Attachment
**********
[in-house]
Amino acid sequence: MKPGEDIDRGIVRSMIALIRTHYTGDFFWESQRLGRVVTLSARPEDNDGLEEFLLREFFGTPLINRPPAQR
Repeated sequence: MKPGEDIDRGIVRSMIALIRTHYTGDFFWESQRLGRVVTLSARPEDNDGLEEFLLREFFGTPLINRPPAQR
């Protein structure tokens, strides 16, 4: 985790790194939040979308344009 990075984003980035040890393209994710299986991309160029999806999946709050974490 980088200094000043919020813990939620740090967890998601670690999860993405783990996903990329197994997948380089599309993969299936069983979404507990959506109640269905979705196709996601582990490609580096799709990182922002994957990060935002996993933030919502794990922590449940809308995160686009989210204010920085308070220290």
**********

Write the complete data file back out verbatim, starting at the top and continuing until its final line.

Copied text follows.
[in-house]
Amino acid sequence: MKPGEDIDRGIVRSMIALIRTHYTGDFFWESQRLGRVVTLSARPEDNDGLEEFLLREFFGTPLINRPPAQR
Repeated sequence: MKPGEDIDRGIVRSMIALIRTHYTGDFFWESQRLGRVVTLSARPEDNDGLEEFLLREFFGTPLINRPPAQR
């Protein structure tokens, strides 16, 4: 985790790194939040979308344009 990075984003980035040890393209994710299986991309160029999806999946709050974490 980088200094000043919020813990939620740090967890998601670690999860993405783990996903990329197994997948380089599309993969299936069983979404507990959506109640269905979705196709996601582990490609580096799709990182922002994957990060935002996993933030919502794990922590449940809308995160686009989210204010920085308070220290």